Jewels for the Home
BY Annie Waterman | August 13, 2013
Lorenza Filati’s home decor collection
Lorena Figueroa is nervous. She is traveling to New York City to exhibit in the upcoming Artisan Resource show with the hope to make important connections with American retailers. On display will be her finely crafted home decor items all made in Guatemala. Among the many products that will be featured will be her new Lorenza Filati collection that includes hand-woven and embroidered pillows, napkin rings, table runners, kitchen towels, and much more.
She explains, "A great number of these products merge vintage fabrics from the indigenous wardrobe with elaborate modern designs, and display in a wide variety of textures and colors. The result is an original and dynamic collection for the home, while everything helps creates opportunities for artisans throughout the country. I see Artisan Resource as the perfect platform to launch my new line as they carefully select both exhibitors and buyers.”
Lorena currently works with artisan groups throughout Chimaltenango, Santiago Atitlán, as well as in Guatemala City. All products are entirely handmade and many of her designs incorporate the use of the back-strap loom. “These looms are an important part of the culture and the history of Guatemala. The weaver, usually a woman, sits on the ground leaning back and uses body weight to create tension on the loom. Either simple or complex patterns can be woven, although the width is limited to width twenty-four inches or less. This technique is important to preserve as it has connected ancient Guatemalan textiles with Mayan culture for centuries. Over generations, weavers have used back strap weavings to dress their families. I particularly love anything with embroidered detail … Maybe this explains my love for the huipil, which is the most exquisite piece of a Mayan women´s dress. These ´one-of-a-kind´ blouses narrate stories with their use of embroidered flowers, animals, birds, and other motifs."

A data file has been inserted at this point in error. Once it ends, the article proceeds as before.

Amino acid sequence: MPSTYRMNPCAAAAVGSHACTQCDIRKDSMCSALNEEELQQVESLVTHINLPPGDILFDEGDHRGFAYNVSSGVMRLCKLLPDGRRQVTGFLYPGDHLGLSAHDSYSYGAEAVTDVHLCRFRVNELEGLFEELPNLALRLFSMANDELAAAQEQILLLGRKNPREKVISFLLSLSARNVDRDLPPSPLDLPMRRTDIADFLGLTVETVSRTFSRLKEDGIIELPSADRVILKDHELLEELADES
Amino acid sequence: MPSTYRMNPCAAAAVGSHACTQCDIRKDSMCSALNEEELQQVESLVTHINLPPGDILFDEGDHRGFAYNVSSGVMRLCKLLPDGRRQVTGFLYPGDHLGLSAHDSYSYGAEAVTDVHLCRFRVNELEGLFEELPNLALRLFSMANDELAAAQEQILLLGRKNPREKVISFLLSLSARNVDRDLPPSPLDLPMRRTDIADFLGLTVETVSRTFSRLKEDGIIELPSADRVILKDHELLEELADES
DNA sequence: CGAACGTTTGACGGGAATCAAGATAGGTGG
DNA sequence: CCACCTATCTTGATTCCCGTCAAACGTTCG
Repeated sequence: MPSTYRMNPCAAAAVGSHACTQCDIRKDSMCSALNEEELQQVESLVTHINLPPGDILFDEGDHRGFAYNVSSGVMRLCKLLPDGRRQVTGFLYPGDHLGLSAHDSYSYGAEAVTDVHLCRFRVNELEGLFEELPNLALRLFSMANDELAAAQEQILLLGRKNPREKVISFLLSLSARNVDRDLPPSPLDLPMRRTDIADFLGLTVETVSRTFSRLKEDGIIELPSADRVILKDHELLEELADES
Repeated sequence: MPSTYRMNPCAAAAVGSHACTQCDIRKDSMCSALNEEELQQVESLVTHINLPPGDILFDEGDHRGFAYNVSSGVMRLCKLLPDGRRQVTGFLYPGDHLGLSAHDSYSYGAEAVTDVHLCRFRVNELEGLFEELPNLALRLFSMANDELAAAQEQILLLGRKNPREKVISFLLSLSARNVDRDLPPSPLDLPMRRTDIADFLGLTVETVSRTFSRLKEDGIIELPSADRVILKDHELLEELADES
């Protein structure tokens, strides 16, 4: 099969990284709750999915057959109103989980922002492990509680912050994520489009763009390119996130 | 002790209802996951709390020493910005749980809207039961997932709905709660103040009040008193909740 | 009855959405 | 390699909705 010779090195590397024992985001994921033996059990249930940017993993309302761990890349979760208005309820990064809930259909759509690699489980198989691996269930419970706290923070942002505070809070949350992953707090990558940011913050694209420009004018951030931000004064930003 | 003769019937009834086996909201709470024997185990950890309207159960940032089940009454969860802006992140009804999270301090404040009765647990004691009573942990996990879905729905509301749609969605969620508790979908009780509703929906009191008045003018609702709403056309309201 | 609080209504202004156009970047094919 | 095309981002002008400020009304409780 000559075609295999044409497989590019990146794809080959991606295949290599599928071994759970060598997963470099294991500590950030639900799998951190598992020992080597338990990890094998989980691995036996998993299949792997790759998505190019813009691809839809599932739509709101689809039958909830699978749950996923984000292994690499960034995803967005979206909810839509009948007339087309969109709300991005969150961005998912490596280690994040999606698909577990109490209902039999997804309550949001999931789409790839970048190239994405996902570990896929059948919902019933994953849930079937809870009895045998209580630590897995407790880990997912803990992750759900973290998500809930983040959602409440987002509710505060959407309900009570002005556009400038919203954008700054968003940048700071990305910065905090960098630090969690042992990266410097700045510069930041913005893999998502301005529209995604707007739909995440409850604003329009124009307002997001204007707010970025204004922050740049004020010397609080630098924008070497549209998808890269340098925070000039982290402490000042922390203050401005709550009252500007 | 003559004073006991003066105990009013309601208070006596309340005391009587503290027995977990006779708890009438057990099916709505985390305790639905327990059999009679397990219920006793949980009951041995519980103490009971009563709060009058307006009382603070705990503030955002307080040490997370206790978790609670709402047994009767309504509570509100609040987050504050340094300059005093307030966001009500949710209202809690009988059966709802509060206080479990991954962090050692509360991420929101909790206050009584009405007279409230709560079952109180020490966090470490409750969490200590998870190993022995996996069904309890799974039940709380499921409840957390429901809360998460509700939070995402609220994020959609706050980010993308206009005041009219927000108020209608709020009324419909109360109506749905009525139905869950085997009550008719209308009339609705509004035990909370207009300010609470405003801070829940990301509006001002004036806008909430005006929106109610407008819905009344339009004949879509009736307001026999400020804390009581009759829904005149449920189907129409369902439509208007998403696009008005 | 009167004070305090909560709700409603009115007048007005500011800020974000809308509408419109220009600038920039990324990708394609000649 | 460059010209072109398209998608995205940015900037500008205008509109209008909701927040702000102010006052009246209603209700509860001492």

She is close to all of the women whom she employs. "The female artisans who embroider and bead my pieces grew up with me. We have known one another since we were young girls. All textiles are woven on standing floor looms, and are produced by a small family business. The men create the wide textiles and the women create the beautiful trims."
What Lorena enjoys most is her time spent visiting the artisans. "I love having a day to myself where I can go and hang out with them. It is most gratifying to always see them smiling. They constantly teach me life lessons and remind me to appreciate what I have. Last week, I met with a woman who collects all of the completed huípiles and she is always in a good mood and a very sweet person. We started talking, and a few minutes later she told me that she was about to leave her husband because of his drinking problem. She said that she had been dealing with this for the past year. I was shocked because I never imagined that she was going through such rough times. Her attitude is always so sweet and she always has a smile on her face. As I drove home, her story was clear in the center of my thoughts. It reminded me that I have very little reason to complain about anything! For me, these artisans constantly create perspective."
From August 18-20, George Little Management will be presenting its semi-annual edition of Artisan Resource. This one-of-a-kind market is aligned with NEW YORK NOW, and is located at Manhattan's Pier 94. Artisan Resource serves as a one-stop venue for American- based volume importers, direct import retailers, and wholesalers. Organizations and companies from 18 countries around the globe have already confirmed their participation. Their debut last August 2012 proved to be a successful. A positive turnout next month is anticipated as the demand for artisanal and handmade products in the United States is on the rise.
In addition to all its business activities, Lorenza Filati
has partnered with the Guatemalan Ministry of the Economy's Zero Hunger Project, which has been specifically designed to support rural artisan communities. For more information, please visit www.lorenzafilati.com.